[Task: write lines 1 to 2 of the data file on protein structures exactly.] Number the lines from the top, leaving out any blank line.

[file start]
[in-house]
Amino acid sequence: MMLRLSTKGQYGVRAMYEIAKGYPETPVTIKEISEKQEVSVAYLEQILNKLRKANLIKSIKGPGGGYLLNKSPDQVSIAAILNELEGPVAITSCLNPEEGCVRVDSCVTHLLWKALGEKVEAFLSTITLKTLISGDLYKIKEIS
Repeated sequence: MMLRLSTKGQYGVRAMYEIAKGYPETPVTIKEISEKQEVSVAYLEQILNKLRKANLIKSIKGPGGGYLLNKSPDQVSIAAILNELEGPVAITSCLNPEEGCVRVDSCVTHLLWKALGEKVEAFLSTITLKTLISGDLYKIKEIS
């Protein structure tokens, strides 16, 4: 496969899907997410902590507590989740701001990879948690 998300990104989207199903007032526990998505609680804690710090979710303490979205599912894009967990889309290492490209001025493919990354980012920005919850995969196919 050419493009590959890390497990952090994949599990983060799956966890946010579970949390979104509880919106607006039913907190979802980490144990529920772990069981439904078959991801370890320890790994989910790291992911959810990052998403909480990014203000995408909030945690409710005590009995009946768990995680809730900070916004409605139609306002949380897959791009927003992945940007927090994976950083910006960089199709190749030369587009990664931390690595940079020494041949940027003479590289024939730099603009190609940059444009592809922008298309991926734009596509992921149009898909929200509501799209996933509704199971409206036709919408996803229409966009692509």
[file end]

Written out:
[in-house]
Amino acid sequence: MMLRLSTKGQYGVRAMYEIAKGYPETPVTIKEISEKQEVSVAYLEQILNKLRKANLIKSIKGPGGGYLLNKSPDQVSIAAILNELEGPVAITSCLNPEEGCVRVDSCVTHLLWKALGEKVEAFLSTITLKTLISGDLYKIKEIS